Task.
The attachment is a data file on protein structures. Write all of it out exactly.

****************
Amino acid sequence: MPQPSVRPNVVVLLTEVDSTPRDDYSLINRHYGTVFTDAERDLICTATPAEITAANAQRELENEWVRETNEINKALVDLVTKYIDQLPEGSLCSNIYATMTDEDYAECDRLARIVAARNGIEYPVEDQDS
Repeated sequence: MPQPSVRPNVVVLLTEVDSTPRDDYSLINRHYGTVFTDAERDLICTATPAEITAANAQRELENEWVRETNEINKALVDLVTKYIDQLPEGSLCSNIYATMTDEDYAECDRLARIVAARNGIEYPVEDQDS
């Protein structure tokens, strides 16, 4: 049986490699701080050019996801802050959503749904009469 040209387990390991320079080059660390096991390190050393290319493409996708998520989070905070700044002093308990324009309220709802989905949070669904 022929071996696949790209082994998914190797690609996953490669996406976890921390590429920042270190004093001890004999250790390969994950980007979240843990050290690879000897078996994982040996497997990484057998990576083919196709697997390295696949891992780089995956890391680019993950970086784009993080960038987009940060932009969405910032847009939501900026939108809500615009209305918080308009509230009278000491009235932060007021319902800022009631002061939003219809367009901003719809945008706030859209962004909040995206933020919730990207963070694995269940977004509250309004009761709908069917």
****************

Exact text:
Amino acid sequence: MPQPSVRPNVVVLLTEVDSTPRDDYSLINRHYGTVFTDAERDLICTATPAEITAANAQRELENEWVRETNEINKALVDLVTKYIDQLPEGSLCSNIYATMTDEDYAECDRLARIVAARNGIEYPVEDQDS
Repeated sequence: MPQPSVRPNVVVLLTEVDSTPRDDYSLINRHYGTVFTDAERDLICTATPAEITAANAQRELENEWVRETNEINKALVDLVTKYIDQLPEGSLCSNIYATMTDEDYAECDRLARIVAARNGIEYPVEDQDS
């Protein structure tokens, strides 16, 4: 049986490699701080050019996801802050959503749904009469 040209387990390991320079080059660390096991390190050393290319493409996708998520989070905070700044002093308990324009309220709802989905949070669904 022929071996696949790209082994998914190797690609996953490669996406976890921390590429920042270190004093001890004999250790390969994950980007979240843990050290690879000897078996994982040996497997990484057998990576083919196709697997390295696949891992780089995956890391680019993950970086784009993080960038987009940060932009969405910032847009939501900026939108809500615009209305918080308009509230009278000491009235932060007021319902800022009631002061939003219809367009901003719809945008706030859209962004909040995206933020919730990207963070694995269940977004509250309004009761709908069917």